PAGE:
Dismiss Notice
Join Physics Forums Today!
The friendliest, high quality science and math community on the planet! Everyone who loves science is here!

Aerospace Turbulent shear layer what is it and its aeroacoustic properties

  1. Sep 20, 2011 #1

    i would just like to clarify some terms used in aerodynamics with you guys here and find out more about these terms at the same time.

    Turbulent shear layer: Does this term refer to the first layer of air immediately adjacent to the wall surface over which the air flows? Turbulent eddies here would have a very small length scale as compared to the solid surface? How is this layer different from/related to turbulent boundary layer and turbulent wake?

    From my understanding, turbulent wake is simply the turbulence downstream of the airfoil, generated by perhaps vortex shedding at the trailing edge.

    Turbulent boundary layer is simply the layer of airflow over the surface where the turbulent shear layer is a part of.

    Also, what are the different acoustic characteristics generated by each of these entities?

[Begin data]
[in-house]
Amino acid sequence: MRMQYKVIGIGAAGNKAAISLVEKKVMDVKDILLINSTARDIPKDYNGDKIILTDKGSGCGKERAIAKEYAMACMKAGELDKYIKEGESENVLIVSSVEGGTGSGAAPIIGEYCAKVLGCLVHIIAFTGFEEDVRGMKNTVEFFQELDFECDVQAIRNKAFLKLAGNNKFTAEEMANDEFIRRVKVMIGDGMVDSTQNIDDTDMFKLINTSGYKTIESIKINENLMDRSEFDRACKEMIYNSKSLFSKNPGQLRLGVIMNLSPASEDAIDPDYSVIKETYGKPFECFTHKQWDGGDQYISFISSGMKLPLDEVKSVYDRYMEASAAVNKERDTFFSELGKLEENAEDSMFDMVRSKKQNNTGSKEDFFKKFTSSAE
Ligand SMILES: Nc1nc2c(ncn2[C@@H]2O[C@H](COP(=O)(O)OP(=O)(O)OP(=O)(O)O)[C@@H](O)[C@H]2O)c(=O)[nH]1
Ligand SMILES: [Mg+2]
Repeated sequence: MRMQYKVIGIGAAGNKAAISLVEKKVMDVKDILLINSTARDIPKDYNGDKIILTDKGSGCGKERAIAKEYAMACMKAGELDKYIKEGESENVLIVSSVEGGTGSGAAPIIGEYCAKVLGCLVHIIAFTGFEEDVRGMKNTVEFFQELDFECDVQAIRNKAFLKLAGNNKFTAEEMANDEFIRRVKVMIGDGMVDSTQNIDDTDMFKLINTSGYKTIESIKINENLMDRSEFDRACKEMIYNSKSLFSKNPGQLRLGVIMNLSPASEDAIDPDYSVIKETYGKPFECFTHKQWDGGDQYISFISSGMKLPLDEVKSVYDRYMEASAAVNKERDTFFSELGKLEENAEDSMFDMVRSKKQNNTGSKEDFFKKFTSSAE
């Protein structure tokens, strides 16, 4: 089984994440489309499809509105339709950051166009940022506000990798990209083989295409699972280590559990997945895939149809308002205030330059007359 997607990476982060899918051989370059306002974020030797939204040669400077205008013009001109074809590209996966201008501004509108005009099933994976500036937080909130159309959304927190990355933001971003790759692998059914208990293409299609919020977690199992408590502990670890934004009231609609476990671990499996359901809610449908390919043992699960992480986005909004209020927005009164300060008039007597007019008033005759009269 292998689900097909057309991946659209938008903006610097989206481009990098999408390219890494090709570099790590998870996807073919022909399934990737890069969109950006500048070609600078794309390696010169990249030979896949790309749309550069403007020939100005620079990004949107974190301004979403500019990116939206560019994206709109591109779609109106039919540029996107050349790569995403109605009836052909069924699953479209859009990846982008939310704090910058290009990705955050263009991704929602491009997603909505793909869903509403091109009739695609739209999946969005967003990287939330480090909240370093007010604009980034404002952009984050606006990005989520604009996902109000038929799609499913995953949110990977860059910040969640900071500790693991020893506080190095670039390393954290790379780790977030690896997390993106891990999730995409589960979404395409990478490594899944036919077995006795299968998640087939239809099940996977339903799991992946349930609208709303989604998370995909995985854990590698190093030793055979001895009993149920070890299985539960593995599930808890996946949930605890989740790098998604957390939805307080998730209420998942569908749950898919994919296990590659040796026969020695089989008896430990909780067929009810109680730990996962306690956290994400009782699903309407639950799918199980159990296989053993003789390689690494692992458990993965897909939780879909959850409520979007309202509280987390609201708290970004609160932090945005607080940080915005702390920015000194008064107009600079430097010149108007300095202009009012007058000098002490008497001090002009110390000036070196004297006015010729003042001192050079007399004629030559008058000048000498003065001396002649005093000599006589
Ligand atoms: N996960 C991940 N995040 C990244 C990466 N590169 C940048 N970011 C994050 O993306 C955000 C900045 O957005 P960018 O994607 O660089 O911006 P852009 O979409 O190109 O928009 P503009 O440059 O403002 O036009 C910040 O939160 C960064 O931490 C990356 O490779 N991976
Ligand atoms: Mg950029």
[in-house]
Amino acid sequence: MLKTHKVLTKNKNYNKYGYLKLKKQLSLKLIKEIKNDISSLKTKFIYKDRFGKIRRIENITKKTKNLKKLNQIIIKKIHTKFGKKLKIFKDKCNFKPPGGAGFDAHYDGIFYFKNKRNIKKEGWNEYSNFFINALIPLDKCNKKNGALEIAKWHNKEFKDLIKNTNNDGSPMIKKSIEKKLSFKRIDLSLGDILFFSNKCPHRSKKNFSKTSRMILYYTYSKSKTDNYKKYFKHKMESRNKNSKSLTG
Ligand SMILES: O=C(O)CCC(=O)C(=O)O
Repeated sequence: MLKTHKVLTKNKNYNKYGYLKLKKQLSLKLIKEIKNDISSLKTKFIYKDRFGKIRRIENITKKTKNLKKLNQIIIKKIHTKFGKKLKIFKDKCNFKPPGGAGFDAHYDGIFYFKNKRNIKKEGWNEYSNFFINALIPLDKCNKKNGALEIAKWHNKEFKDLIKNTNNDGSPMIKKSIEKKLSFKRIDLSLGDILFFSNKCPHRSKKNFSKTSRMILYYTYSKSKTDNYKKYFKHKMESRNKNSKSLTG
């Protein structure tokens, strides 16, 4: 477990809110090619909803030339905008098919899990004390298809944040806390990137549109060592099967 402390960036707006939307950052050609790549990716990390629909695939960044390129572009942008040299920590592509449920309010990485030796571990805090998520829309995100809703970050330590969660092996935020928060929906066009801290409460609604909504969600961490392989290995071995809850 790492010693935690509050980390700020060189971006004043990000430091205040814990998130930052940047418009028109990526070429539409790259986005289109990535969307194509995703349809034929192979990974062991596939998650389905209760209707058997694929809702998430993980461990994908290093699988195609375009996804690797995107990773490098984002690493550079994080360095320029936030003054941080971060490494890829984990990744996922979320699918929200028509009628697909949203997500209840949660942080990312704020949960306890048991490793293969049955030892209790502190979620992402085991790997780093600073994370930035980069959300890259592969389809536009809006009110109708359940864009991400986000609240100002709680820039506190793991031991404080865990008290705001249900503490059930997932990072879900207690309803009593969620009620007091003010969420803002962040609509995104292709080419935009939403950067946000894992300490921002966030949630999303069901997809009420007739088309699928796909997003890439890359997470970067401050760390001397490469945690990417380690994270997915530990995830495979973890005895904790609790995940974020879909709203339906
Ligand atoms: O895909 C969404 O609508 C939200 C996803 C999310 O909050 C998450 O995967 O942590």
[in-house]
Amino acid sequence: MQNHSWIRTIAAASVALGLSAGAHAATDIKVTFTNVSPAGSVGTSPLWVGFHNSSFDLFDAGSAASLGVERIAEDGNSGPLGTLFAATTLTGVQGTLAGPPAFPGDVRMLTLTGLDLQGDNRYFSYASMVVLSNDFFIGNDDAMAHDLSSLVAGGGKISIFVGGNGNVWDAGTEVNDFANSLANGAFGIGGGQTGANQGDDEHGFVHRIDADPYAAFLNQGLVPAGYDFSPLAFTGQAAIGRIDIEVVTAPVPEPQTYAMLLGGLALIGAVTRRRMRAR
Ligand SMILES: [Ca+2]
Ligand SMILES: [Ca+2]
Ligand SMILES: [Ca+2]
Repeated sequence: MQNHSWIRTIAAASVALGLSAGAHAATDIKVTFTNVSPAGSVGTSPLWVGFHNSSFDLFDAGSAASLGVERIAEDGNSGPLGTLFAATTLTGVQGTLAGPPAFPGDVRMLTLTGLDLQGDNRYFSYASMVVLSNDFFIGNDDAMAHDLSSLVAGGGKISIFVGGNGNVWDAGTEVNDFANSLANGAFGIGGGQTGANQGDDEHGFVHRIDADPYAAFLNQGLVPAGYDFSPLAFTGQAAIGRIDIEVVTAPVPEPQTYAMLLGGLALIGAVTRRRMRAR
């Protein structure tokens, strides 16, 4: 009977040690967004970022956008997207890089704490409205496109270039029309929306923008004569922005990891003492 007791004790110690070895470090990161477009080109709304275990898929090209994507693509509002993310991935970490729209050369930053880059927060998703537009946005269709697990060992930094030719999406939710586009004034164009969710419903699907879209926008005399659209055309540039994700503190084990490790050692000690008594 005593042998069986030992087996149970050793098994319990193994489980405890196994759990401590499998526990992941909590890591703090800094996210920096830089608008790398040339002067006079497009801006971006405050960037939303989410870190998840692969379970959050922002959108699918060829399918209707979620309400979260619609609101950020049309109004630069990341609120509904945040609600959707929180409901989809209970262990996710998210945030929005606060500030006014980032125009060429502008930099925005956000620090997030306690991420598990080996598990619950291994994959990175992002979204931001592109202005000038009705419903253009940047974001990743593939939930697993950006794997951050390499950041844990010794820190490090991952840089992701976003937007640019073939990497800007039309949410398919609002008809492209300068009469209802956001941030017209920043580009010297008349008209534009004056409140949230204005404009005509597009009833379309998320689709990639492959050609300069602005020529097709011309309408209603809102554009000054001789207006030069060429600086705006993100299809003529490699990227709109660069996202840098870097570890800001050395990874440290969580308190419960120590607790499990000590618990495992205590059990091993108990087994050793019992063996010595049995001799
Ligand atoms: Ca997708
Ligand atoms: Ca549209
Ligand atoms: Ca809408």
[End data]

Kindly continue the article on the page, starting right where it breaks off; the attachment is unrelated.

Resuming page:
thank you!
  2. jcsd
  3. Sep 20, 2011 #2


    User Avatar
    Science Advisor
    Gold Member

    Technically speaking, a shear layer doesn't have to be a boundary layer against a wall. A shear layer can be any layer for which there is a shear stress which results in a velocity gradient. Oftentimes boundary layers are referred to as shear layers, so knowing the context of what you are reading would help.

    A turbulent wake is as you have described it.

    The turbulent boundary layer is a boundary layer whose fluid instabilities have grown to the point where the flow exhibits strong mixing and repeating vortical structures at progressively smaller scales. A turbulent boundary layer is not actually stochastic as it is sometimes treated, but is actually deterministic. There is some strong evidence that it is a both spatially and temporally chaotic system, though it hasn't been proven.

    Again, how it differs from a turbulent shear layer depends on the context. A boundary layer is a type of shear layer, but your source may well have been referring to a free-shear layer as well, which is different and can also be turbulent and are typically jets erupting into a stationary (or slower) medium.
Share this great discussion with others via Reddit, Google+, Twitter, or Facebook